An Expensive Moral Compass in Delicatessen (1991)
Film critique by Olivia De Santis
Love, horror, and manic hunger all intersect in Jean-Pierre Jeunet and Marc Caro’s dark, cannibalistic film Delicatessen (1991). Situated in a dishevelled building in post-apocalyptic France, a group of tenants rely on the murderous butcher Clapet (Jean-Claude Dreyfus), who hires new workers to murder and sell as human meat. When Louison (Dominique Pinon), an unemployed entertainer, takes up a new apartment to work for Clapet, he disrupts these savage traditions and alters the lives of everyone in strange and surreal ways. While Delicatessen remains both dark and playful, it brings into question the limits of the ethical being and showcases the role that poverty and desperation play in influencing one’s own moral compass.
Colours, rhythms, and onomatopoeic sounds are all employed as powerful mise-en-scène elements in Jeunet and Caro’s labyrinthine film. The film’s initial scenes are soaked in a red maroon palette, reflecting the cannibalistic colours of meat and blood. Varying shades of garnet, russet and sienna permeate through the clothing, corridors, furniture, and bedroom walls of every room. The synchronised rhythms of cello-playing, dusting mats, knitting, bicycle-pumping, painting, and breathing further emphasise how the residents are interconnected to a dangerous extent, and consequently dependent on each other for survival. As a result, the dilapidated building metamorphosises into a living, breathing being, and each resident becomes a cog in a murderous machine.
Additionally, Jeunet and Caro’s subtle introduction of contrasting colours helps the viewer notice transitions that take place throughout the film. Colours also introduce new ideas and themes. Newcomer Louison arrives in a mustard-yellow jumper, which acts as a subtle subversion from the meat-saturated tones found in everything else. The colour yellow also reiterates his role as an entertainer to the audience, bringing joy and happiness to an anger-filled world of reddish tones. Furthermore, Clapet’s daughter Julie (Marie-Laure Dougnac), yearns to be more connected to the outsider and begins wearing blue. Blue is rarely seen in the film, only reflected in the stark turquoise glow of the television, symbolising the outside world far away from Julie’s gruesome reality. Indeed, as Julie starts to question the brutalist reality of her father’s business and begins to form opposite morals, she begins wearing blue as the opposite to her usual red.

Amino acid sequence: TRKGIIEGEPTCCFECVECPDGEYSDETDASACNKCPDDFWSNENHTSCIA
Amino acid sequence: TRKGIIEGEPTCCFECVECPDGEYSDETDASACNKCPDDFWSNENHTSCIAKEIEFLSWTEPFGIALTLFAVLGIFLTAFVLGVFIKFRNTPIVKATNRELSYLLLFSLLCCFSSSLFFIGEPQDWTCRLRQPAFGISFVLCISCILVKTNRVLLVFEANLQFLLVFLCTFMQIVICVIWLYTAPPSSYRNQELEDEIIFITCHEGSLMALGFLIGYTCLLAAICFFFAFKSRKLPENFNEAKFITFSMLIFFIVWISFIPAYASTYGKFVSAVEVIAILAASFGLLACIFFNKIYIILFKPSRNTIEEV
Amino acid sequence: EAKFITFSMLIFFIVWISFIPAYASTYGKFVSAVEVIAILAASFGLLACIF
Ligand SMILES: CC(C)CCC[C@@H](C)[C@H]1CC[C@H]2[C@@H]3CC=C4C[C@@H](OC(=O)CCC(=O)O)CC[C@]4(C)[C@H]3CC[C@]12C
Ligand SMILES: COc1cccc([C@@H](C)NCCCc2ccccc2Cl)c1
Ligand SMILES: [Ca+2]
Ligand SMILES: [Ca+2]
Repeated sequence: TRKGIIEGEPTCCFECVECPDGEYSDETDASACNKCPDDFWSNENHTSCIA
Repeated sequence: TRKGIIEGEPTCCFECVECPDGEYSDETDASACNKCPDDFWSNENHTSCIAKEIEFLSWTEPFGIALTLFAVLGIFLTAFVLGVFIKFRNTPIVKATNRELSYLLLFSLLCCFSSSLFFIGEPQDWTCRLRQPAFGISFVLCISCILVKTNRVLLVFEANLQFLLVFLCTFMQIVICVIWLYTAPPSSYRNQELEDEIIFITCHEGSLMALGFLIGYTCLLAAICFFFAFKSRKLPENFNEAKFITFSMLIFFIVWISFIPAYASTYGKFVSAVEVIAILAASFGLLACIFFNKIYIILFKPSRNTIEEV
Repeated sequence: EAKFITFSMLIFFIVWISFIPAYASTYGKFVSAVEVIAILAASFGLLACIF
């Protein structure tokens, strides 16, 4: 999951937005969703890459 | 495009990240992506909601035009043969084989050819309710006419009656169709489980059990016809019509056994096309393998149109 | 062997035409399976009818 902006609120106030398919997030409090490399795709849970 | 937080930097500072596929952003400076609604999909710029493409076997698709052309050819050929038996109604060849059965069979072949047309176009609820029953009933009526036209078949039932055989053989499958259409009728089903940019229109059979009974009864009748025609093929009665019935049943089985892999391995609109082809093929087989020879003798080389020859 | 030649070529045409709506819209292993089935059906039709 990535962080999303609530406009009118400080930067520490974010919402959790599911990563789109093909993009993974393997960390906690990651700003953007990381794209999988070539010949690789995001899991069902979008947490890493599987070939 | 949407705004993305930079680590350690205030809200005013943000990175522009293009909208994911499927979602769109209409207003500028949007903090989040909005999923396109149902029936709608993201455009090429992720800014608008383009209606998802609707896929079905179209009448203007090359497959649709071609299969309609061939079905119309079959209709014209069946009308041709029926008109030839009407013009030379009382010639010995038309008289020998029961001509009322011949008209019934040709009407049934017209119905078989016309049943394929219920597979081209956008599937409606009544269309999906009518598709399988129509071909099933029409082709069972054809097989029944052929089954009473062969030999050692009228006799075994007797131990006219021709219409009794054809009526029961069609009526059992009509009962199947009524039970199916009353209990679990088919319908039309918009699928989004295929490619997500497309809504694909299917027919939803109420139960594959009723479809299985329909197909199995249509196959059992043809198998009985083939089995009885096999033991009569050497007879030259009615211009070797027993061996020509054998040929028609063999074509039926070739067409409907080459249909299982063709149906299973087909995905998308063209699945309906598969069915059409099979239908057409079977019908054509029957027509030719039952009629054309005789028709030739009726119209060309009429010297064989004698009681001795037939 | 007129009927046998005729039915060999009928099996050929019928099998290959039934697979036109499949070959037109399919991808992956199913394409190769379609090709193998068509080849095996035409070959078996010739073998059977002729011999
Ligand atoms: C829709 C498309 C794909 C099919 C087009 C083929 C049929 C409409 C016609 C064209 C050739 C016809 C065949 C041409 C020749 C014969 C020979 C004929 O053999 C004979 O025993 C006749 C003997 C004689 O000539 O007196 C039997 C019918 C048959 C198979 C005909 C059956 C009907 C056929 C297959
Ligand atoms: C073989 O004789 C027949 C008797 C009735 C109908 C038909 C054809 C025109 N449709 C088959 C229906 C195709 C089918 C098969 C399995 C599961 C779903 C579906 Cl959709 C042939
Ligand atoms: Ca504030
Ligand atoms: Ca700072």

The ambiguous conflict in Delicatessen, paired with subdued dialogue, distorted camera angles and eerie landscapes creates a nightmarish and unpredictable experience for the viewer. However, underneath the aesthetics of this murderously playful film lies a deeper moral conflict, affecting each and every character. While the tenants are aware of Clapet’s gruesome actions, and this unspoken knowledge causes widespread pessimism and dread, they still submit to eating their neighbours as a means of survival. This creates a dark balancing act between reproaching Clapet’s actions to retain one’s own moral compass and submitting to them for food. This severe conflict of morals results in complete anarchy between the residents: mischief, stealing, arguments and physical violence flourish as morals and values start to decay, mirroring the decayed building itself.
While situated far from reality, Delicatessen recalls the widespread poverty and famine before the French Revolution of 1789. It challenges the viewer to consider the sacrifices made in desperate times. Do Clapet’s actions reflect his lack of morals and compassion? Or are they simply an unfortunate by-product formed from the depths of poverty? Jeunet and Caro invite the viewer to consider whether a moral compass could even be sustained by those living in widespread starvation in a post-apocalyptic world.
Delicatessen questions the affordability of a moral compass in times of desperation. While the film’s setting evokes images of war, famine and ruin, it may also remind the contemporary viewer of the pressures to constantly make ethical choices, and the inner conflict one feels when they can’t afford to be more ‘ethical’. In modern times, slow fashion and eco-friendly products have been largely praised by society for environmental purposes, but remain far too expensive for the everyday consumer, who continues to buy fast fashion and plastic items because it is simply more affordable. By utilising colour, sound and scenes of conflict and tension, Delicatessen explores the expensive pressure to be ethical in an apocalyptic extreme.
Olivia De Santis is a student of Introductory French at The Australian National University (ANU).